The initial closing order did not apply to boarding students at the “Aggie School,” now Georgia Southwestern State University. “Out there,” the Times-Recorder reported on October 20, “the situation was about the same as that found almost everywhere,” or, to put it plainly, “the students were scared.” Some headed home only to decide that it was safer at the college and returned to their dormitories. One Trustee and at least one alumnus died, but the school escaped a wider tragedy. This was, in part, because administrators had local control and they followed the lead of local schools and suspended classes for most of the pandemic.
In late November 1918, public officials suggested that schools might be reopened before churches and other public places. School officials argued that children seemed less susceptible to influenza and school authorities promised to “maintain absolute sanitation.” Public health officials responded that it was worth closing schools “if we can prevent one case of influenza with its complications and death.” The schools briefly reopened before Christmas only to close down again as cases surged in early January. While the Aggie School stayed open, the city schools did not reopen once and for all until the end of February 1919.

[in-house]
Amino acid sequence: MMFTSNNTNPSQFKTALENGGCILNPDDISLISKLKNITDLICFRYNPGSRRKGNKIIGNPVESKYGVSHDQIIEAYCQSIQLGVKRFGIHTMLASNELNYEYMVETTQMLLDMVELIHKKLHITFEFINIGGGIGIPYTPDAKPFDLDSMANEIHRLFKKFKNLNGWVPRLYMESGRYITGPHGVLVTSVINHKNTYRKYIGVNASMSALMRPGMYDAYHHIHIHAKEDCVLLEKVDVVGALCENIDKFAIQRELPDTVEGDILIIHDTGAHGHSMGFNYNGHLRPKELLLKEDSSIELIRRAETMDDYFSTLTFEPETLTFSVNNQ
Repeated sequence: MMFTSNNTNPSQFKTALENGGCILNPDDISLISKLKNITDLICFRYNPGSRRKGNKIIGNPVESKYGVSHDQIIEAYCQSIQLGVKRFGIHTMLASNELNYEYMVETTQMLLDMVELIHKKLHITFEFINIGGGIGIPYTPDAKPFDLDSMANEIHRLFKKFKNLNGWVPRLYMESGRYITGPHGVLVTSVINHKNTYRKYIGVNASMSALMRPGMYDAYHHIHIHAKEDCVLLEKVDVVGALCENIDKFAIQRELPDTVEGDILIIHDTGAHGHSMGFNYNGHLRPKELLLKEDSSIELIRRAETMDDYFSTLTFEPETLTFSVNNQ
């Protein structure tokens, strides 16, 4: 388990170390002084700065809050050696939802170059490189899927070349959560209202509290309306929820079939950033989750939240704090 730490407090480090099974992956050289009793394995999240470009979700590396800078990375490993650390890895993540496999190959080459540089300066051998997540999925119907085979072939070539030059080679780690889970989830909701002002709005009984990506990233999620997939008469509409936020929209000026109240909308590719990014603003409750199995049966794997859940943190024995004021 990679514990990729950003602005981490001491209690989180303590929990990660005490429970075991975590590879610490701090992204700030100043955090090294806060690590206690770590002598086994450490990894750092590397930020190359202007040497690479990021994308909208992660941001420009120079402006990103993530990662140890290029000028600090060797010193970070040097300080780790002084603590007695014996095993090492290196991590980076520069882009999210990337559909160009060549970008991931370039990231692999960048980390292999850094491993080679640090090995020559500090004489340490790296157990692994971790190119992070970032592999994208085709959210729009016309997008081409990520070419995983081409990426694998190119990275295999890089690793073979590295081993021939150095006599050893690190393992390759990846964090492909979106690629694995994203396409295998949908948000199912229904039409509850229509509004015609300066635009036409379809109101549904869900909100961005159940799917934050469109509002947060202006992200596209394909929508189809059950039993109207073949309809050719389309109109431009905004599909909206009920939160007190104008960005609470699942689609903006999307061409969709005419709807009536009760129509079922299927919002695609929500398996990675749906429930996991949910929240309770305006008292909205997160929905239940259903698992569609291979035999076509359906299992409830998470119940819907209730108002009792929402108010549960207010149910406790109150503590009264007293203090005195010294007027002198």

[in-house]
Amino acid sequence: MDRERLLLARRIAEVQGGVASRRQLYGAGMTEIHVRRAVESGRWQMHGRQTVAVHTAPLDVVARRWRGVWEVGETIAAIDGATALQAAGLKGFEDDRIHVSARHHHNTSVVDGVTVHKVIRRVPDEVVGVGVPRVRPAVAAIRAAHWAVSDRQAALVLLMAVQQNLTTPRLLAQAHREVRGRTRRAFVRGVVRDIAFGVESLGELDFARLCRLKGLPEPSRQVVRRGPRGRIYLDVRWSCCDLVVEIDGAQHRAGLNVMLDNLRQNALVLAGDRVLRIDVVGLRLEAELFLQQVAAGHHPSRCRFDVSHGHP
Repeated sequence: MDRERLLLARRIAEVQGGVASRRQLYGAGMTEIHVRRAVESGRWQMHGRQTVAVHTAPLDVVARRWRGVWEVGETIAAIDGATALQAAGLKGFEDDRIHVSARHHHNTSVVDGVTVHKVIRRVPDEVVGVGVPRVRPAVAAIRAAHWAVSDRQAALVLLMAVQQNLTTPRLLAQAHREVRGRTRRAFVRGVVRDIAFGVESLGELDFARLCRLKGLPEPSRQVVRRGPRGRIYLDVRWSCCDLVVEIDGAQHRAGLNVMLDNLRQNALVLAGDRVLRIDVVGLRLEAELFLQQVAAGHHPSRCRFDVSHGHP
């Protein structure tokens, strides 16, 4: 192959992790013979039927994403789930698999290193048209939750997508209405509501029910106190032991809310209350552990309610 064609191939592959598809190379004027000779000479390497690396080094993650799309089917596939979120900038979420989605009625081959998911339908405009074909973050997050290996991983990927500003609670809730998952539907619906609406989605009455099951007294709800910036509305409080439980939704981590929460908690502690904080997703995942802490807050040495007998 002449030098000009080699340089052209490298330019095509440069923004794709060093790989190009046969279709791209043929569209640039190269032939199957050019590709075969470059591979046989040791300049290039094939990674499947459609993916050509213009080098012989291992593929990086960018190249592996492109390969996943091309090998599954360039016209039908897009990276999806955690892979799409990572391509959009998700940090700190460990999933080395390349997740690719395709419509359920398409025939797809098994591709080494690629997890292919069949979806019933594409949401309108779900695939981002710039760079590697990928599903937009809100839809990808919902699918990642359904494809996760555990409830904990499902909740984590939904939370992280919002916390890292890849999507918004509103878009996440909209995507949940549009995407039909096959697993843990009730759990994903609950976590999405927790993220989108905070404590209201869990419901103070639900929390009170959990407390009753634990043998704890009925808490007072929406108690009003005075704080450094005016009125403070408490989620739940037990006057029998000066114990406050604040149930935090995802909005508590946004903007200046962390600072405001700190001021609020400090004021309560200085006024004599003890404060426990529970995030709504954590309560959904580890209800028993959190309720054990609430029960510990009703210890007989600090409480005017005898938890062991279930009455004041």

Church and State
Closing churches opened further divisions. Rev. George Brown, a 33-year-old minister living at 525 Hancock Drive, quietly followed closing orders in October 1918, but he became an outspoken critic of church closures within a few weeks. He was not naïve to the dangers. After all, he performed numerous graveside services for members of his congregation struck down by influenza. He insisted, though, that a pandemic did not halt Christian duties. “It is with deep regret that we announce, ‘no services Sunday,'” Brown wrote in November. “However, we are ready to do what is best for all concerned, and willingly, if not gladly, comply with the Health Board’s request.” Rev. Brown’s public statement represented the first crack in the local (white) Minister’s Union over compliance with the local government’s closing order.